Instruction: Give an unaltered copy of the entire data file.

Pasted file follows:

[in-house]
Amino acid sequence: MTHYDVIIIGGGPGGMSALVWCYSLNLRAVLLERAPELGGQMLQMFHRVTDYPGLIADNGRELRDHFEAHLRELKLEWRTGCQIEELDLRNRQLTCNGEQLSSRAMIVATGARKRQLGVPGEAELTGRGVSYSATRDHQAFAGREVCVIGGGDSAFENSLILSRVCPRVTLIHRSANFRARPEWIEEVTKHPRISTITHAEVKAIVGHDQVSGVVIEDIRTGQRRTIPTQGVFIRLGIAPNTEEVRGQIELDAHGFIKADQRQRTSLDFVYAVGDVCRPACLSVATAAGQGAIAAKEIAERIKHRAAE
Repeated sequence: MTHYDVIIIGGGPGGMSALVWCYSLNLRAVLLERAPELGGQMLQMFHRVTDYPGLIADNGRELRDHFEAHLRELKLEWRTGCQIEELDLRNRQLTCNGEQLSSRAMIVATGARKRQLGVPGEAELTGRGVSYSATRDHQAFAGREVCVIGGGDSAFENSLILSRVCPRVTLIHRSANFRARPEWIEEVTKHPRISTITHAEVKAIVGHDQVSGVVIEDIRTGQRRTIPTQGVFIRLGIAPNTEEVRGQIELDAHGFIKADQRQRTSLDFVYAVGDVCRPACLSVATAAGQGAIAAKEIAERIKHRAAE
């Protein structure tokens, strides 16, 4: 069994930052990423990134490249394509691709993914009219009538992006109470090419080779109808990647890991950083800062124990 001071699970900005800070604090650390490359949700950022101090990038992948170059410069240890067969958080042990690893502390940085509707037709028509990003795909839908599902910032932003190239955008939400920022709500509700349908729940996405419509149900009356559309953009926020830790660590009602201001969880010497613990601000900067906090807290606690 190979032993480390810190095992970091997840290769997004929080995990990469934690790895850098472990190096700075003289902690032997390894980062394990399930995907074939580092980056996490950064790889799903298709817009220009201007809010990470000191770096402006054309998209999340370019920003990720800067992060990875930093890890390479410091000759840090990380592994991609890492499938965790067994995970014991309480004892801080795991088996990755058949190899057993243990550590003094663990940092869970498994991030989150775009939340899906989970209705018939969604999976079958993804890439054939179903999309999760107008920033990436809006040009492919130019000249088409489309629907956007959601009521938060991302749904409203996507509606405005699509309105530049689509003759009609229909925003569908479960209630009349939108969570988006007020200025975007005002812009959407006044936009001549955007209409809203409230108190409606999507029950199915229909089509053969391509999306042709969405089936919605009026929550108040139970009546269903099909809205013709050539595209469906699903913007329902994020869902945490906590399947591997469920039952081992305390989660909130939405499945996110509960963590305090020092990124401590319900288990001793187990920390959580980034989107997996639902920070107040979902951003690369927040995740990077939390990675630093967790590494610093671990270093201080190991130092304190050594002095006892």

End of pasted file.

[in-house]
Amino acid sequence: MTHYDVIIIGGGPGGMSALVWCYSLNLRAVLLERAPELGGQMLQMFHRVTDYPGLIADNGRELRDHFEAHLRELKLEWRTGCQIEELDLRNRQLTCNGEQLSSRAMIVATGARKRQLGVPGEAELTGRGVSYSATRDHQAFAGREVCVIGGGDSAFENSLILSRVCPRVTLIHRSANFRARPEWIEEVTKHPRISTITHAEVKAIVGHDQVSGVVIEDIRTGQRRTIPTQGVFIRLGIAPNTEEVRGQIELDAHGFIKADQRQRTSLDFVYAVGDVCRPACLSVATAAGQGAIAAKEIAERIKHRAAE
Repeated sequence: MTHYDVIIIGGGPGGMSALVWCYSLNLRAVLLERAPELGGQMLQMFHRVTDYPGLIADNGRELRDHFEAHLRELKLEWRTGCQIEELDLRNRQLTCNGEQLSSRAMIVATGARKRQLGVPGEAELTGRGVSYSATRDHQAFAGREVCVIGGGDSAFENSLILSRVCPRVTLIHRSANFRARPEWIEEVTKHPRISTITHAEVKAIVGHDQVSGVVIEDIRTGQRRTIPTQGVFIRLGIAPNTEEVRGQIELDAHGFIKADQRQRTSLDFVYAVGDVCRPACLSVATAAGQGAIAAKEIAERIKHRAAE
């Protein structure tokens, strides 16, 4: 069994930052990423990134490249394509691709993914009219009538992006109470090419080779109808990647890991950083800062124990 001071699970900005800070604090650390490359949700950022101090990038992948170059410069240890067969958080042990690893502390940085509707037709028509990003795909839908599902910032932003190239955008939400920022709500509700349908729940996405419509149900009356559309953009926020830790660590009602201001969880010497613990601000900067906090807290606690 190979032993480390810190095992970091997840290769997004929080995990990469934690790895850098472990190096700075003289902690032997390894980062394990399930995907074939580092980056996490950064790889799903298709817009220009201007809010990470000191770096402006054309998209999340370019920003990720800067992060990875930093890890390479410091000759840090990380592994991609890492499938965790067994995970014991309480004892801080795991088996990755058949190899057993243990550590003094663990940092869970498994991030989150775009939340899906989970209705018939969604999976079958993804890439054939179903999309999760107008920033990436809006040009492919130019000249088409489309629907956007959601009521938060991302749904409203996507509606405005699509309105530049689509003759009609229909925003569908479960209630009349939108969570988006007020200025975007005002812009959407006044936009001549955007209409809203409230108190409606999507029950199915229909089509053969391509999306042709969405089936919605009026929550108040139970009546269903099909809205013709050539595209469906699903913007329902994020869902945490906590399947591997469920039952081992305390989660909130939405499945996110509960963590305090020092990124401590319900288990001793187990920390959580980034989107997996639902920070107040979902951003690369927040995740990077939390990675630093967790590494610093671990270093201080190991130092304190050594002095006892």